Each novel tends to be different, but essentially I have to mull over a central idea for a while before I really storm into the novel. That doesn’t mean I can’t explore a few ideas around the periphery of the core, but for the main part that idea develops from whatever’s on my mind. If that central core requires a lot of research, then that’s what I do. But I find the internet incredibly useful (as well as distracting). Once I’m into the meat of a book, I tend to research quite a bit as I go along (depending on what needs the research of course). What’s interesting is the more I get into the series, the more I’m referencing my own books so that I don’t make any blundering errors.
You often write on your blog about the state of the genre. How do you see the genre community evolving?
The community? It’ll move in circles, in expansions and retractions, around the same path it’s probably done for thirty years. There was a great stretch of freedom where bloggers acted independently of publishers, which gave coverage to more esoteric texts, but now publishers have understood the market, they’re influencing things to fit their marketing plans (which I don’t blame them for – this is a business after all). I can’t see anything past the intense saturation of the channels – Twitter and blogs – with new and old writers and publishers getting in on the act.
UK Paperback Editions
Do you have plans for any other series? Any other projects currently in the pipeline?
Yes. But they’re a secret! And there could be something unusually cool for the fourth book in the current series, which I’m writing now, but I can’t talk about that either, since it might not happen.
What was your first foray into writing, and what do you think of it now, looking back?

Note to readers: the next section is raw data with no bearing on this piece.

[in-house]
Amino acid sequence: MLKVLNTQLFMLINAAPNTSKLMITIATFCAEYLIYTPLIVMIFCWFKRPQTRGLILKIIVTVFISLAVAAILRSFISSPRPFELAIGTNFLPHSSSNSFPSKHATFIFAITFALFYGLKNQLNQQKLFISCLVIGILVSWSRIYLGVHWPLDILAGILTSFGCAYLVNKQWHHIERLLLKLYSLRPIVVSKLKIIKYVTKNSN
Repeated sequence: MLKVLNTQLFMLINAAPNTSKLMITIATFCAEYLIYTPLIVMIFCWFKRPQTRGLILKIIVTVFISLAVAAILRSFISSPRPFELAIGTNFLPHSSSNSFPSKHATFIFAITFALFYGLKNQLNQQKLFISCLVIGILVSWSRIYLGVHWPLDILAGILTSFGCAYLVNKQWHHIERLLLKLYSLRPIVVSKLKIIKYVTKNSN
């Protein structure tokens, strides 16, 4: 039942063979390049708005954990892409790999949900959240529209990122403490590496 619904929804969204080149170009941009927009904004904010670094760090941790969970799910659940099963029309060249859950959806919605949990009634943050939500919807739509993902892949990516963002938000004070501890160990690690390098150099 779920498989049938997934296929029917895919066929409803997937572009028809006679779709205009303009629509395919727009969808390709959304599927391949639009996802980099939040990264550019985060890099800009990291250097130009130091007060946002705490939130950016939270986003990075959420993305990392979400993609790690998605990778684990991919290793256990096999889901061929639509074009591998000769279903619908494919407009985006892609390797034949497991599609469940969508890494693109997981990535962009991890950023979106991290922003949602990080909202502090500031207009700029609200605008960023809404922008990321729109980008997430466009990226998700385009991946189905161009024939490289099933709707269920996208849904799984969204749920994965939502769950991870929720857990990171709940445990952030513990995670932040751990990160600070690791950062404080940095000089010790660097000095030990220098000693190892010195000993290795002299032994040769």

Oh, man, it was a pile of crap, a kind of ultra-new-weird desert-based thriller. But, you know, you need to get the crap writing out of the way before you go get to the slightly better stuff. I’m not ashamed of it – it was a first effort, and you need to practice and build up your confidence. I feel I’m improving the more I write.
What are you reading at the moment (non-fiction as well as fiction)?
Daniel Abraham’s A Betrayal In Winter – part two of his first wonderful, sensual, clever fantasy series. Next on the non-fiction list is Eat Your Heart Out by Felicity Lawrence, which is about the food industry at home and abroad, something I’m becoming increasingly fascinated with. [Review of the first Daniel Abraham omnibus: Shadow & Betrayal]
What’re you most looking forward to in 2011 (books, movies, etc.)?
As for books, I’m terribly slow at keeping up with newer titles, and tend to make my choices on a whim, but certainly Miéville’s Embassytown, and there’s going to be a translation of the final Wallander novel by Henning Mankell in March, which I’m very excited about. M John Harrison should have a new novel out towards the end of the year, if I remember correctly.
Important question! This can change depending on my mood, but Nikka From The Barrel (which got the seal of approval from Julie, my editor, China and Joe Abercrombie at the SFX Weekender) is a very fine blend. I’m also a fan of Ardbeg single malt, too – though have only tried the 10 year old. I’d like to taste some of their other bottlings at some point.
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Huge thank you to Mark for taking the time to answer these questions. If you haven’t checked out any of his novels, I would strongly recommend you do so! His imagination is tremendous, his worlds intriguing, and his prose evocative. Nights of Villjamur and City of Ruin are out now, and The Book of Transformations will be published in the UK in June 2011 by Tor.
In the meantime, why not visit Mark’s website? There are some interesting articles and discussions up there, as well as information about all his novels.